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When Co-Parents Clash in a Pandemic

With children from both relationships moving back and forth between their homes, the risk of spreading the virus became very real, and Ma had her elderly parents living with her. “For the first time in four-and-a-half years, my ex and I were able to agree on how to handle the situation,” she said. “He was very willing to compromise and, truly, the kids came first.” She agreed to have them quarantine with their dad for 12 days (the longest she’d ever been away from them), and brought doughnuts and In & Out meals for them to share in a makeshift driveway picnic.

While Ma sees this as a hopeful step toward a better co-parenting relationship, there is still plenty she and her ex don’t agree on. He’s much more open to play dates and wasn’t even having the kids wear masks until recently. And this is something couples will continue to struggle with. Can I take the kids to a restaurant with outdoor seating? What about indoor seating? Do they have to wear masks? Can they travel for the holidays? To say nothing of upcoming vaccines, which legal experts predict will be the next big battle to flood the family court system.

During uncertain times, “these kinds of discussions are on the table even for families that live together,” said Sanam Hafeez, a psychologist and expert witness in child custody cases in New York. “Everyone has to be flexible because these are going to be ongoing conversations.”

As the divorced mom of twins, she stresses that even agreeable ex-partners should put their parenting plan, and any changes to it, in writing. “If your agreement is at all unclear, things can very quickly spiral,” she said.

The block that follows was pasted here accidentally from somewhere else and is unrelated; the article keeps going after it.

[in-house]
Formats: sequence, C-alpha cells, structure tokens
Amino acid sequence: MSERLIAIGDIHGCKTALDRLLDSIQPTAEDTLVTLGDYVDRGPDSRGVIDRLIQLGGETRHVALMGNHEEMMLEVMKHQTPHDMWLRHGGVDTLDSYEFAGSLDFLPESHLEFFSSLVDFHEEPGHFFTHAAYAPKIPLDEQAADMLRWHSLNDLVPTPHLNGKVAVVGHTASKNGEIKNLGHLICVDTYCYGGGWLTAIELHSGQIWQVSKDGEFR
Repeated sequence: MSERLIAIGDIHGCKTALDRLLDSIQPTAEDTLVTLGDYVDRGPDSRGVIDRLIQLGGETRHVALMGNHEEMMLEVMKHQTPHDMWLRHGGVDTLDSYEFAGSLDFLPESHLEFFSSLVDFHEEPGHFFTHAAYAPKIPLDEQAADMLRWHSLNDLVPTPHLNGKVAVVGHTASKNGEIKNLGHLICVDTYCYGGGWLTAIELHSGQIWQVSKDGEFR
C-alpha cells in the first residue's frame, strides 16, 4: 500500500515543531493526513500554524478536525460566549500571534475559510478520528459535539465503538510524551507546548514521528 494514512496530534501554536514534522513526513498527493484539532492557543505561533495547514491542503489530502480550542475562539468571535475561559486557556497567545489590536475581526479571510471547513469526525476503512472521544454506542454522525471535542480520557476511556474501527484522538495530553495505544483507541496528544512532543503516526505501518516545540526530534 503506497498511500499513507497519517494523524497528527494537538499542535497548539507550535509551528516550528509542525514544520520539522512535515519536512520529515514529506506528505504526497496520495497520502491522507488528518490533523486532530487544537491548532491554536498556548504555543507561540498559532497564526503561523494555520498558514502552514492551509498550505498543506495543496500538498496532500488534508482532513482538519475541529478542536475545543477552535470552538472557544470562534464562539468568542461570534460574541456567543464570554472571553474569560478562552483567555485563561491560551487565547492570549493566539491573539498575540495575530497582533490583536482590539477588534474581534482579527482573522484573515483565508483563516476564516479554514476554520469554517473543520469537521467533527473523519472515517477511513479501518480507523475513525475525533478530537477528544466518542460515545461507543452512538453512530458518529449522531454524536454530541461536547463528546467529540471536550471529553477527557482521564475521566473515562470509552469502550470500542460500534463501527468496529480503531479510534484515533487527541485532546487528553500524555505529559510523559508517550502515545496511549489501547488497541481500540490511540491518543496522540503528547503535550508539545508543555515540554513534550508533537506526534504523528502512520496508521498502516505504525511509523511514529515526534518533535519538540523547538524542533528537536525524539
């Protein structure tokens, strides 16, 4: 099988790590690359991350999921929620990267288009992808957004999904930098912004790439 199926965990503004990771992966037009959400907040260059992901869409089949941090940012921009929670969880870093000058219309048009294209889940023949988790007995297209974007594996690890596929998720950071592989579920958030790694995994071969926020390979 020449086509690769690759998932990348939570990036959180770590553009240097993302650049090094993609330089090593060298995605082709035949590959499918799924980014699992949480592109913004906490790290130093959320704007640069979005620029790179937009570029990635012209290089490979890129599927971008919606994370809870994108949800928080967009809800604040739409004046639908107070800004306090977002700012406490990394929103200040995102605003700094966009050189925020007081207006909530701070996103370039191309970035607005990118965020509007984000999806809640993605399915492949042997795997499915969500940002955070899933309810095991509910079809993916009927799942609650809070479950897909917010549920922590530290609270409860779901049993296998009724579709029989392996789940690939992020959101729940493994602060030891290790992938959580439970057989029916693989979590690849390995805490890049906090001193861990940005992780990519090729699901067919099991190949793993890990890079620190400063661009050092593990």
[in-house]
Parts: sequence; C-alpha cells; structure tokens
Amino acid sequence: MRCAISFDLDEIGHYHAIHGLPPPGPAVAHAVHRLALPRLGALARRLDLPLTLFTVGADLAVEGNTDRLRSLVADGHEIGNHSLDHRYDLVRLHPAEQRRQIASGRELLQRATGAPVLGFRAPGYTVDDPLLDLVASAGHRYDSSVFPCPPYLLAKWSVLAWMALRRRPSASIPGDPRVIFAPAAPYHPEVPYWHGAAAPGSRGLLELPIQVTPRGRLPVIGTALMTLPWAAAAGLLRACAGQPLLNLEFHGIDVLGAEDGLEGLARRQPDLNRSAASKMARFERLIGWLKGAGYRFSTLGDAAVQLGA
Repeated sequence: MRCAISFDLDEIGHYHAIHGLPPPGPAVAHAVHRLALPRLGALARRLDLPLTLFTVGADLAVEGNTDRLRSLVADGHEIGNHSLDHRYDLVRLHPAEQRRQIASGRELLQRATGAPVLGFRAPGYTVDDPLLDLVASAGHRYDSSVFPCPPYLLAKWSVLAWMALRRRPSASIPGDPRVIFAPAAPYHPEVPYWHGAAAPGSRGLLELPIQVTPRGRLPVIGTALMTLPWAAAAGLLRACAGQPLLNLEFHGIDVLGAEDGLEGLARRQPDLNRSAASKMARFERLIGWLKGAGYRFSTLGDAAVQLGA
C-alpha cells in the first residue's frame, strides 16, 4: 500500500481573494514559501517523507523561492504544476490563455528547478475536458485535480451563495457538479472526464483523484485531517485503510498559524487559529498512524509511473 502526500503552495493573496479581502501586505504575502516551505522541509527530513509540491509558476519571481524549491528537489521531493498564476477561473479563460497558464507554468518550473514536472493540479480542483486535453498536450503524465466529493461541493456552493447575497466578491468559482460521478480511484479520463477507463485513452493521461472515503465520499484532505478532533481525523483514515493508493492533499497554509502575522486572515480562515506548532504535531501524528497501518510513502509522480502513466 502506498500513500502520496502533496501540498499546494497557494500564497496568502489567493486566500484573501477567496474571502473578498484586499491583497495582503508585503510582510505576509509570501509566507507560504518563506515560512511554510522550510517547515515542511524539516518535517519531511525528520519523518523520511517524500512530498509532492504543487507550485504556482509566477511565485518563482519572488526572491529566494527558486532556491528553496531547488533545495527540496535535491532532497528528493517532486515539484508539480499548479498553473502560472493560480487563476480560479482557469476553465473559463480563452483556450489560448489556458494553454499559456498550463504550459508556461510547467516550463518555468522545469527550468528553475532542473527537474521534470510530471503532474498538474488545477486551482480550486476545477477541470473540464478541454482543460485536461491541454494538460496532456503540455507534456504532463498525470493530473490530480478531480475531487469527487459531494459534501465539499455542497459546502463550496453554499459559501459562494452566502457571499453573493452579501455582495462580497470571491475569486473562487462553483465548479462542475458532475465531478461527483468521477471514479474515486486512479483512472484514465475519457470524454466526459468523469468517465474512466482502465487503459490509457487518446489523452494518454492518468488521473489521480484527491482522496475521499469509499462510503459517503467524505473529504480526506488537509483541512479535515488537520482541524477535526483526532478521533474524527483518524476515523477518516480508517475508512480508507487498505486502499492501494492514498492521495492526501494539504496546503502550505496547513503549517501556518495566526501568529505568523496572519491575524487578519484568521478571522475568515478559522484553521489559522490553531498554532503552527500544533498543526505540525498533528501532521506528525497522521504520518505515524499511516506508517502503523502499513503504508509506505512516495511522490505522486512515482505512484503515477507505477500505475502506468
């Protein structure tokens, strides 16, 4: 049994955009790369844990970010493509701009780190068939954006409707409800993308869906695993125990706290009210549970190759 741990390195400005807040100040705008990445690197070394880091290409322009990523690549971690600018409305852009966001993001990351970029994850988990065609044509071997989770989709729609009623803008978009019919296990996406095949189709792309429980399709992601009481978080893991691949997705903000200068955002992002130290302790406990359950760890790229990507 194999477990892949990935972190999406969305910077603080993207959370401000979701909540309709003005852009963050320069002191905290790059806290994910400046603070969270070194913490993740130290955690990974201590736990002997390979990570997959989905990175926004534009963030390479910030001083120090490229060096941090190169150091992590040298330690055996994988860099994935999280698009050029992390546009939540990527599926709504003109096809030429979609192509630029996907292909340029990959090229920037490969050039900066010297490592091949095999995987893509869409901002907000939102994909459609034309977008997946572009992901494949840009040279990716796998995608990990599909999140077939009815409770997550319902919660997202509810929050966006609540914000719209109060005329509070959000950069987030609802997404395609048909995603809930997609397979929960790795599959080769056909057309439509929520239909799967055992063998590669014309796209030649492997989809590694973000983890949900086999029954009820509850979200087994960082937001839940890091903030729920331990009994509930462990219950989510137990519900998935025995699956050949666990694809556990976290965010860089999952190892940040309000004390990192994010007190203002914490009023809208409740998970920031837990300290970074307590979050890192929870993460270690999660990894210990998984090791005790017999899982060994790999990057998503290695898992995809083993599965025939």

A common catalyst for that spiral is when one partner starts seeing someone new. Under normal circumstances, adding a new romantic partner to the mix can intensify an already strained relationship between exes. But these aren’t normal circumstances.

“Not being able to control that other environment your child is walking into wasn’t as much of an issue before Covid,” said Jennifer Rankin, 48, an author and lecturer in Laguna Beach, Calif., who shares custody of her 10-year-old daughter with her ex-husband. She was still finalizing her divorce in March when her elderly mediator went MIA, so she had little recourse when she discovered that her ex had a woman or women staying at his place on his noncustodial days.

Normally, what a parent does on their noncustodial days is up to them, but when you’re talking about a virus that spreads through human contact, suddenly you have to consider all the potential risks to your child and anyone they come in contact with. Rankin told her ex she wanted to limit their daughter’s visits with him, but he only relented after hearing his daughter’s concerns about getting sick from her therapist.

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